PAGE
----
By RaeAnn Slaybaugh
Among forward-thinking church leaders, accommodating families is a top-of-mind priority. After all, meeting their unique needs fosters lifelong relationships with a church — possibly for generations to come. (And, if kids can’t wait to go to church, there’s no better endorsement for their parents!)
Yet, while it’s easy to see the appeal of kid-friendly church facilities, they’re trickier to achieve: A church must appeal to children and parents.
To strike this balance, design experts are a wealth of knowledge.
“Today’s children are the church of tomorrow!”
For Rachael Rowland, marketing director for Churches by Daniels in Broken Arrow, OK, this sentiment is the guiding force when designing spaces for children. “If a church is going to sustain itself in the future, it must invest in the kids today,” she continues. “I believe pastors realize this and have put their money where their heart is.”
Ben Beresh, director of accounts at Tulsa, OK-based Little Mountain Production, agrees. He says a revelation is happening among church leaders. “This isn’t a trend; it is a paradigm shift,” he asserts. “The church is placing more and more value on kids’ ministry in the present, to secure Kingdom growth in the future.”
Child-friendly — from the outside in
So, the case for child-friendly facilities is clear. And, according to Rowland, this mindset can be conveyed as quickly as curbside.
“One way to do this is by locating colorful play equipment where it can be easily seen,” she advises. “We worked with a church that decided to put an indoor playground located at the front of their building, surrounded by glass. When cars passed by, the kids would see it and would beg their parents to take them inside.”
Once those kids make it inside, the spaces designed to appeal to them should be age-appropriate and —most important — fun! “If the created environment is ‘cool,’ kids will place more value on it and will be excited to go back to church,” Bresher says. “Fun is the currency of children.”
As such, it’s crucial to view children’s spaces through their eyes. And what are those eyes hoping to spy? “Your [children’s spaces] should be well thought-out, color and lines, and then executed professionally,” Bresher continues. “A painter would think through his composition before ever putting a brush on the canvas. He would never just start splattering paint.”
Of course, a children’s space can’t truly be effective unless it appeals to parents, too. Personally and professionally, Rowland knows what ranks at the top of their priority list: safety and security.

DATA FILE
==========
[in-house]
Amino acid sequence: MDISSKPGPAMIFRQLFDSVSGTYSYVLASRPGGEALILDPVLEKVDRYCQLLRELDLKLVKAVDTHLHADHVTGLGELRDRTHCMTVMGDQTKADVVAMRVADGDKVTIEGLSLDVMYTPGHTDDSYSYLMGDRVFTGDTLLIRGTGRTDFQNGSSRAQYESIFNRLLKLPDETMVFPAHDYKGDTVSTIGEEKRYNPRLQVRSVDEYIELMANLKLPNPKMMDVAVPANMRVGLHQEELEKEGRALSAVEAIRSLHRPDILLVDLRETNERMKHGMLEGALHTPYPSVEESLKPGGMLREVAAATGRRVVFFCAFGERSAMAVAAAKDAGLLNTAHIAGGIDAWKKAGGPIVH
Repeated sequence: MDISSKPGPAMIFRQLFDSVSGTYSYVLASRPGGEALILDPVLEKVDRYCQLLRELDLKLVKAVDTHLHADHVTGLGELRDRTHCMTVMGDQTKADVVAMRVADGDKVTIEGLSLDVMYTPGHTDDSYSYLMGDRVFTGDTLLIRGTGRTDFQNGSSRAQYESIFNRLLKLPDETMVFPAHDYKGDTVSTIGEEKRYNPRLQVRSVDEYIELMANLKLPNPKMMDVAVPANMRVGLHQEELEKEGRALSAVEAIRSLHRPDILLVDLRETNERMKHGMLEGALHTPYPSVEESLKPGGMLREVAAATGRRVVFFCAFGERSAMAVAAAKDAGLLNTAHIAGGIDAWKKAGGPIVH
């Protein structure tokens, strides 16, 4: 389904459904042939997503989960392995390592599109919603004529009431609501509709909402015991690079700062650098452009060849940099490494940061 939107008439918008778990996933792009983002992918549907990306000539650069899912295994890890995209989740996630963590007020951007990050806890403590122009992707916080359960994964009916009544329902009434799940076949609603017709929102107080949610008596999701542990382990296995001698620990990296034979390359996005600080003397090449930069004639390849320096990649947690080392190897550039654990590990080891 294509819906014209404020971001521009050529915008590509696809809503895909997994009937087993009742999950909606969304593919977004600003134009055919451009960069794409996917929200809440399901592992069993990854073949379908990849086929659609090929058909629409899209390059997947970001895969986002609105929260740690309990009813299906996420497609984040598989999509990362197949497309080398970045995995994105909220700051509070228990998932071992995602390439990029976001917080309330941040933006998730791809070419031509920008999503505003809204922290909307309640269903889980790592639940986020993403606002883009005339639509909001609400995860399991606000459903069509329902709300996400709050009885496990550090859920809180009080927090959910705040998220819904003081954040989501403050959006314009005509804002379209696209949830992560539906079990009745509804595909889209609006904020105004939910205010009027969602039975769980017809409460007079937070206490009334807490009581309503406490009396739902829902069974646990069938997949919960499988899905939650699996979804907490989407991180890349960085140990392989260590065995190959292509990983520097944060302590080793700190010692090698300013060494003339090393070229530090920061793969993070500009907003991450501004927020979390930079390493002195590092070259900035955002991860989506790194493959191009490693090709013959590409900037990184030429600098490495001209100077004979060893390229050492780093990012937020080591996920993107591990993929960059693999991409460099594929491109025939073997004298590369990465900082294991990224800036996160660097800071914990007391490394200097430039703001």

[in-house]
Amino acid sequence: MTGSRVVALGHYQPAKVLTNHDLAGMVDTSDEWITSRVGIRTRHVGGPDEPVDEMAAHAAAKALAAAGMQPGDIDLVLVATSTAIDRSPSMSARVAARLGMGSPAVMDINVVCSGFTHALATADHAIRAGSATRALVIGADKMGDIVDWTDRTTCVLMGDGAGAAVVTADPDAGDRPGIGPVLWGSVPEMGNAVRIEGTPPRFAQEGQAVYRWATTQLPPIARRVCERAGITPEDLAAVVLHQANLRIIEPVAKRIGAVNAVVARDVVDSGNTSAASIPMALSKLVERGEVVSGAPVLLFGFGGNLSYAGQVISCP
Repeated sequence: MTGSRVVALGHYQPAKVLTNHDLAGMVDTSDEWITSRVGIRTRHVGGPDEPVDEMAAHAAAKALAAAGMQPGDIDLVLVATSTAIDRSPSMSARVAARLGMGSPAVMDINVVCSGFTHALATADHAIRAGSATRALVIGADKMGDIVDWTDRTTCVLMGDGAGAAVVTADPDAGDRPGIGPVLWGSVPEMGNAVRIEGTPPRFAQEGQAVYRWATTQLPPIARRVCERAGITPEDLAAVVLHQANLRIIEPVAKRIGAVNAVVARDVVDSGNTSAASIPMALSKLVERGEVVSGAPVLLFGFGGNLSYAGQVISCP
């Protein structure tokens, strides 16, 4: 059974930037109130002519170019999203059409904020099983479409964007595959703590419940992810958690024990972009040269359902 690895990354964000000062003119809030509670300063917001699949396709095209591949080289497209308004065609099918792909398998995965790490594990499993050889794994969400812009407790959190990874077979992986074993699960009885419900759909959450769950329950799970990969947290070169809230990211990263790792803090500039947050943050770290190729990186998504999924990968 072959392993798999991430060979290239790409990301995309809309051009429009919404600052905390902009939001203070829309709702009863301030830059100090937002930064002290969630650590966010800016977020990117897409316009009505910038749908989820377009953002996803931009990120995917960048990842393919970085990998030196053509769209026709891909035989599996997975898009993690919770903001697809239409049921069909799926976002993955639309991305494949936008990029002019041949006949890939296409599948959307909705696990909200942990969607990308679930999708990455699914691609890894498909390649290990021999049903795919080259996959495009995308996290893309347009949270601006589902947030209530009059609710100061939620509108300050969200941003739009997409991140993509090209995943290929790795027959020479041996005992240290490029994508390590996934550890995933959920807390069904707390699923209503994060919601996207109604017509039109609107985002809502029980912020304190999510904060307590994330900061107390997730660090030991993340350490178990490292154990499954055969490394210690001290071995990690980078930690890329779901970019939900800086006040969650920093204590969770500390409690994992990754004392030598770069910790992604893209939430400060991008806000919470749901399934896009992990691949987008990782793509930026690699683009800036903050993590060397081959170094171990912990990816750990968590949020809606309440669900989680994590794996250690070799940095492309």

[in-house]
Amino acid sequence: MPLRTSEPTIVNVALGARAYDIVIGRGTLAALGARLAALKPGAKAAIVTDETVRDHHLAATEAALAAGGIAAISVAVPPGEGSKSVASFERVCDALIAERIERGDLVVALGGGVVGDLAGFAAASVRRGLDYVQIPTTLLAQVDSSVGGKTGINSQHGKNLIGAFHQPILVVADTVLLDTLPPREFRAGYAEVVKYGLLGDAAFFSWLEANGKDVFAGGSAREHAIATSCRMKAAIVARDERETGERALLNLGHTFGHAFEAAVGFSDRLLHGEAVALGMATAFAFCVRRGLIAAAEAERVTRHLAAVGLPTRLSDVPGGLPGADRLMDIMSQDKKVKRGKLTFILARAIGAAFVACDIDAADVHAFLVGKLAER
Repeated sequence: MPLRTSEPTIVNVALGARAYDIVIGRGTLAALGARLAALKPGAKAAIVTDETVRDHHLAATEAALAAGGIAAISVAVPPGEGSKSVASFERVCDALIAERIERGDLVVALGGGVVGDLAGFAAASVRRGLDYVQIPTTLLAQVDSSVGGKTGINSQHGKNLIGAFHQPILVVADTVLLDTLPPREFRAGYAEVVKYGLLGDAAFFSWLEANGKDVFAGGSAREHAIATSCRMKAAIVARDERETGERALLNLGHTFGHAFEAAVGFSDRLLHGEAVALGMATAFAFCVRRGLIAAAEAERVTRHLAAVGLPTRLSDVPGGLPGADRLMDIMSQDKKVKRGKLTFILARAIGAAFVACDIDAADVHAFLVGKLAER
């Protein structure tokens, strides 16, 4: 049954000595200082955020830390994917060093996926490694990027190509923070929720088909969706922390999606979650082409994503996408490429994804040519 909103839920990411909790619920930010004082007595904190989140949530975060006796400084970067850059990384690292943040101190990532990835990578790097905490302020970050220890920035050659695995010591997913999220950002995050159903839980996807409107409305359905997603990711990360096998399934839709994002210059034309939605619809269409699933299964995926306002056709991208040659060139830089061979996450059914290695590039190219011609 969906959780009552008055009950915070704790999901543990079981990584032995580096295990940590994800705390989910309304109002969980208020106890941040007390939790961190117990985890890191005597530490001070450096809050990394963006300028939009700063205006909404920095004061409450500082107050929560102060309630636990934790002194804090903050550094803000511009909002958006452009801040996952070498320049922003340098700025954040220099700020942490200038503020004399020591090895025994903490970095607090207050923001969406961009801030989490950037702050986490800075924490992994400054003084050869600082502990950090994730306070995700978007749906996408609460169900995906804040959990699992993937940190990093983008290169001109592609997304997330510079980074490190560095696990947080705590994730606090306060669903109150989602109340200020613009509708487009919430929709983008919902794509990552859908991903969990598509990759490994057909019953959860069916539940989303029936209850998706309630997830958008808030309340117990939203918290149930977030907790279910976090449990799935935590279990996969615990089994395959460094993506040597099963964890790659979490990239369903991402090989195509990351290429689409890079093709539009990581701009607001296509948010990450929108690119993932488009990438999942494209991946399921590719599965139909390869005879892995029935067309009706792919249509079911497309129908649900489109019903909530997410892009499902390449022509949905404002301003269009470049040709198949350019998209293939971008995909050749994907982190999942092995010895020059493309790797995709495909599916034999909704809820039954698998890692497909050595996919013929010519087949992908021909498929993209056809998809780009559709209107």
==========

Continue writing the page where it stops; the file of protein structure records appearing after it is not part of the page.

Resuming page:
“I’ve taken my kids to places because they begged me to go and because it made them so happy,” she says.
“However, I won’t even consider taking them to a place where I don’t believe they’ll be safe.”
Check-in / reception areas. From a parent’s perspective, safety and security starts at drop-off. Naturally, the first step is to make it clear where parents should go to check in their children. Translation: Attractive, visible signage.
“It’s so important to make the facility easy to navigate,” Rowland emphasizes. “If visitors can’t easily find where to take their children on their first visit, they might not want to come back.”
Once parents arrive at check-in, the setup should create excitement and anticipation in children. “This makes that first moment of separation from their parents easier,” Rowland explains.
Just as important, the check-in area should convey a sense of security to parents. According to Bresher, this means forming a “security checkpoint of sorts” so they immediately know their children can’t get out — and that adults who aren’t properly checked by security can’t get in.
Policies and procedures. The saying, “It takes a village to raise a child,” really resonates with Rowland as she and her team design children’s spaces. “Today, families are no longer just a mother, father and their children,” she explains.
Shifting family dynamics necessitate a system that enables church staff to know who’s approved to pick up each child. One approach is to assign parents and guardians a unique pick-up number, a pager they can turn in upon pick-up, or a computer-generated sticker bearing the same number as the one on their child’s name tag.
“Any of these will work,” Rowland says. “But, the most important thing is that the policy be strictly implemented — whatever it is.”
Likewise, Bresher acknowledges the very complex times we live in when it comes to family. “Kids are being raised by stepparents, grandparents, older siblings — the list goes on,” he says.
For this reason, he urges churches to consider a system that guarantees, for parents, that their children: 1) will only be in the hands of qualified volunteers; 2) will never leave the designated children’s area with an undesignated individual; and 3) are always where they’re supposed to be.
Once children are checked in to the church’s care, parents want to know that strict policies and procedures are in place — particularly as children are transported from one area of the church to another.
“It’s important that no teacher is ever alone with one child,” Rowland explains. “Parents also need to be reassured that no child could stray away from the group when children are moving in a group.”
A win / win / win proposition
Though it can be a challenge to balance kid appeal with the design and security elements parents appreciate most, the effort is well worth the reward.
“Parents’ two main concerns are that the facility is safe and secure, and that their kids enjoy it,” Rowland concludes. “And, if you can get kids to love coming to your church, then you’ll get the parents to come, too.”